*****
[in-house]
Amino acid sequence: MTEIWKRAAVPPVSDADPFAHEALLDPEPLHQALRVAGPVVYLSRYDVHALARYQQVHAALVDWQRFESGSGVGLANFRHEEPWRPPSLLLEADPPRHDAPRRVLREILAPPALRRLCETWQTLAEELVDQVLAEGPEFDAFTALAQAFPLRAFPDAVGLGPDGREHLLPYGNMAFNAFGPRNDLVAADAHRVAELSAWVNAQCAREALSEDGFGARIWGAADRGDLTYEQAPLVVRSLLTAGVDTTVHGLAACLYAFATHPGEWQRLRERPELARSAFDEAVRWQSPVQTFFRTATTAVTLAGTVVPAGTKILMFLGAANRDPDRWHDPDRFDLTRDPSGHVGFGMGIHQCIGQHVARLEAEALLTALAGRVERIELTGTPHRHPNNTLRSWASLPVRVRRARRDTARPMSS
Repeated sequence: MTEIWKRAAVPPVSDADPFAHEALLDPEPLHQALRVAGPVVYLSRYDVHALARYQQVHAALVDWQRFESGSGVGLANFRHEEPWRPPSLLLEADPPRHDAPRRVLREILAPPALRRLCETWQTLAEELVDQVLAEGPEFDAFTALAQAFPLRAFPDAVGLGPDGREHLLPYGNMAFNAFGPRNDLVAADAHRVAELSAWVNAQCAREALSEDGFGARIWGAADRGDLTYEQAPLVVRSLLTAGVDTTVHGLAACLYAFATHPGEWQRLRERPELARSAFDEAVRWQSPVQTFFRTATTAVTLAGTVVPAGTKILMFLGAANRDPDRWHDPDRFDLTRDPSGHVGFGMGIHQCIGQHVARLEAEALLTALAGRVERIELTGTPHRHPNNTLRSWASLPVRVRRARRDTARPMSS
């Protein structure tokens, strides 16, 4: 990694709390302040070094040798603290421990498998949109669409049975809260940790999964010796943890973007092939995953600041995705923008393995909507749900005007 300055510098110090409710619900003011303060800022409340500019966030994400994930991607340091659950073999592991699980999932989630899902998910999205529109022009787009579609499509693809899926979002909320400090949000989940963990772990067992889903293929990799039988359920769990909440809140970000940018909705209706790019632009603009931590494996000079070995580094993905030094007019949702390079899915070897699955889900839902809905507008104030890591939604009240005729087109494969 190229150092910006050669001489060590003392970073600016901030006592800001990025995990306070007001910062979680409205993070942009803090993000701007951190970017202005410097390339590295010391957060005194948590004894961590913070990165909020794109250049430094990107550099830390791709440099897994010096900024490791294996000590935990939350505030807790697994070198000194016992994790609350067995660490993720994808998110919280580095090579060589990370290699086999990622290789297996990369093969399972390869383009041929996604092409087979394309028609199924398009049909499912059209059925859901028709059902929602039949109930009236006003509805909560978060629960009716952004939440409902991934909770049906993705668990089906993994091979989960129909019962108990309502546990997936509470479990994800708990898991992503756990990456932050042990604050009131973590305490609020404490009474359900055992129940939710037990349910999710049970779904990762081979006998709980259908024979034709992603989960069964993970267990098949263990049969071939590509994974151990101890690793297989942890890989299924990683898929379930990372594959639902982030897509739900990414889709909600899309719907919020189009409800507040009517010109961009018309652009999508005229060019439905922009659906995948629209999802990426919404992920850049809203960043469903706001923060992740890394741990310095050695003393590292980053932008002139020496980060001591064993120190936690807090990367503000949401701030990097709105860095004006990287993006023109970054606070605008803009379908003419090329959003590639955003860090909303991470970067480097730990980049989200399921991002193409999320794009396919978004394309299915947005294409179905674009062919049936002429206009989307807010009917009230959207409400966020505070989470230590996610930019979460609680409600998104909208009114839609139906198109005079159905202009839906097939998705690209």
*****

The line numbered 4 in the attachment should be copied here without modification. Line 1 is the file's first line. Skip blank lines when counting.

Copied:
């Protein structure tokens, strides 16, 4: 990694709390302040070094040798603290421990498998949109669409049975809260940790999964010796943890973007092939995953600041995705923008393995909507749900005007 300055510098110090409710619900003011303060800022409340500019966030994400994930991607340091659950073999592991699980999932989630899902998910999205529109022009787009579609499509693809899926979002909320400090949000989940963990772990067992889903293929990799039988359920769990909440809140970000940018909705209706790019632009603009931590494996000079070995580094993905030094007019949702390079899915070897699955889900839902809905507008104030890591939604009240005729087109494969 190229150092910006050669001489060590003392970073600016901030006592800001990025995990306070007001910062979680409205993070942009803090993000701007951190970017202005410097390339590295010391957060005194948590004894961590913070990165909020794109250049430094990107550099830390791709440099897994010096900024490791294996000590935990939350505030807790697994070198000194016992994790609350067995660490993720994808998110919280580095090579060589990370290699086999990622290789297996990369093969399972390869383009041929996604092409087979394309028609199924398009049909499912059209059925859901028709059902929602039949109930009236006003509805909560978060629960009716952004939440409902991934909770049906993705668990089906993994091979989960129909019962108990309502546990997936509470479990994800708990898991992503756990990456932050042990604050009131973590305490609020404490009474359900055992129940939710037990349910999710049970779904990762081979006998709980259908024979034709992603989960069964993970267990098949263990049969071939590509994974151990101890690793297989942890890989299924990683898929379930990372594959639902982030897509739900990414889709909600899309719907919020189009409800507040009517010109961009018309652009999508005229060019439905922009659906995948629209999802990426919404992920850049809203960043469903706001923060992740890394741990310095050695003393590292980053932008002139020496980060001591064993120190936690807090990367503000949401701030990097709105860095004006990287993006023109970054606070605008803009379908003419090329959003590639955003860090909303991470970067480097730990980049989200399921991002193409999320794009396919978004394309299915947005294409179905674009062919049936002429206009989307807010009917009230959207409400966020505070989470230590996610930019979460609680409600998104909208009114839609139906198109005079159905202009839906097939998705690209």